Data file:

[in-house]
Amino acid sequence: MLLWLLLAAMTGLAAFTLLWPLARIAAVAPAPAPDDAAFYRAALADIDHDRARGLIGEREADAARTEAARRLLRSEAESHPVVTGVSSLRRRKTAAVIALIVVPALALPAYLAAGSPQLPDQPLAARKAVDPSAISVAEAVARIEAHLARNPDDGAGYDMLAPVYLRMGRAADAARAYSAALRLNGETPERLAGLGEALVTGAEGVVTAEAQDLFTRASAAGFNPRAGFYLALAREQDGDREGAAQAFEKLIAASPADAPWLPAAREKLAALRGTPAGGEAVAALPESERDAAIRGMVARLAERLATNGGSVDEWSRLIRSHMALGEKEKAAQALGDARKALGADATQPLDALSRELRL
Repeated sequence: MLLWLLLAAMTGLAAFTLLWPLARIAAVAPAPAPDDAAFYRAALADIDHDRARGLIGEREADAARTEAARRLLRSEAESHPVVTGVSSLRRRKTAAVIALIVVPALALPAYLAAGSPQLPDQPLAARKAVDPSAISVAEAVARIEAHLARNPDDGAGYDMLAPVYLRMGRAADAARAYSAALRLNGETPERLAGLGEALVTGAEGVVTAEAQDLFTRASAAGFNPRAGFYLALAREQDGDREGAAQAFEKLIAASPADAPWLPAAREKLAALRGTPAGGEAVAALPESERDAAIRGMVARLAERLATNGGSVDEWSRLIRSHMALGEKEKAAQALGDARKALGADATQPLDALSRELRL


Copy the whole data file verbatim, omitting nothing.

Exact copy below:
[in-house]
Amino acid sequence: MLLWLLLAAMTGLAAFTLLWPLARIAAVAPAPAPDDAAFYRAALADIDHDRARGLIGEREADAARTEAARRLLRSEAESHPVVTGVSSLRRRKTAAVIALIVVPALALPAYLAAGSPQLPDQPLAARKAVDPSAISVAEAVARIEAHLARNPDDGAGYDMLAPVYLRMGRAADAARAYSAALRLNGETPERLAGLGEALVTGAEGVVTAEAQDLFTRASAAGFNPRAGFYLALAREQDGDREGAAQAFEKLIAASPADAPWLPAAREKLAALRGTPAGGEAVAALPESERDAAIRGMVARLAERLATNGGSVDEWSRLIRSHMALGEKEKAAQALGDARKALGADATQPLDALSRELRL
Repeated sequence: MLLWLLLAAMTGLAAFTLLWPLARIAAVAPAPAPDDAAFYRAALADIDHDRARGLIGEREADAARTEAARRLLRSEAESHPVVTGVSSLRRRKTAAVIALIVVPALALPAYLAAGSPQLPDQPLAARKAVDPSAISVAEAVARIEAHLARNPDDGAGYDMLAPVYLRMGRAADAARAYSAALRLNGETPERLAGLGEALVTGAEGVVTAEAQDLFTRASAAGFNPRAGFYLALAREQDGDREGAAQAFEKLIAASPADAPWLPAAREKLAALRGTPAGGEAVAALPESERDAAIRGMVARLAERLATNGGSVDEWSRLIRSHMALGEKEKAAQALGDARKALGADATQPLDALSRELRL